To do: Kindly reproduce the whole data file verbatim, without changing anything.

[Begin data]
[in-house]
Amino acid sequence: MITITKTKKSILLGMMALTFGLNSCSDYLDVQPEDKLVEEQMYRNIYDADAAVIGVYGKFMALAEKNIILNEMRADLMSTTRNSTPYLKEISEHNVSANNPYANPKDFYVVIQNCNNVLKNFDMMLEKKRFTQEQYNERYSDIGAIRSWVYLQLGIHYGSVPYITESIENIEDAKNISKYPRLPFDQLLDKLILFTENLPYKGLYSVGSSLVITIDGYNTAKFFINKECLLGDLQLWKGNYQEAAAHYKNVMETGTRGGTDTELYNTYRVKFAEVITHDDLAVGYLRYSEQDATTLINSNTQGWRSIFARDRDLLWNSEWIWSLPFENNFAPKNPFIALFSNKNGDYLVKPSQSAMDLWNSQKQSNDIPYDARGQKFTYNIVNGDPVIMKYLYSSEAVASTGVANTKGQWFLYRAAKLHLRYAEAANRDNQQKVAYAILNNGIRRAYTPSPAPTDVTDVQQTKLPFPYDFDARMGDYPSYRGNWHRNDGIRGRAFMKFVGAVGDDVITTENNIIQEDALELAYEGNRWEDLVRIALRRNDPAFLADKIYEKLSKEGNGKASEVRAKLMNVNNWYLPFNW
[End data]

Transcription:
[in-house]
Amino acid sequence: MITITKTKKSILLGMMALTFGLNSCSDYLDVQPEDKLVEEQMYRNIYDADAAVIGVYGKFMALAEKNIILNEMRADLMSTTRNSTPYLKEISEHNVSANNPYANPKDFYVVIQNCNNVLKNFDMMLEKKRFTQEQYNERYSDIGAIRSWVYLQLGIHYGSVPYITESIENIEDAKNISKYPRLPFDQLLDKLILFTENLPYKGLYSVGSSLVITIDGYNTAKFFINKECLLGDLQLWKGNYQEAAAHYKNVMETGTRGGTDTELYNTYRVKFAEVITHDDLAVGYLRYSEQDATTLINSNTQGWRSIFARDRDLLWNSEWIWSLPFENNFAPKNPFIALFSNKNGDYLVKPSQSAMDLWNSQKQSNDIPYDARGQKFTYNIVNGDPVIMKYLYSSEAVASTGVANTKGQWFLYRAAKLHLRYAEAANRDNQQKVAYAILNNGIRRAYTPSPAPTDVTDVQQTKLPFPYDFDARMGDYPSYRGNWHRNDGIRGRAFMKFVGAVGDDVITTENNIIQEDALELAYEGNRWEDLVRIALRRNDPAFLADKIYEKLSKEGNGKASEVRAKLMNVNNWYLPFNW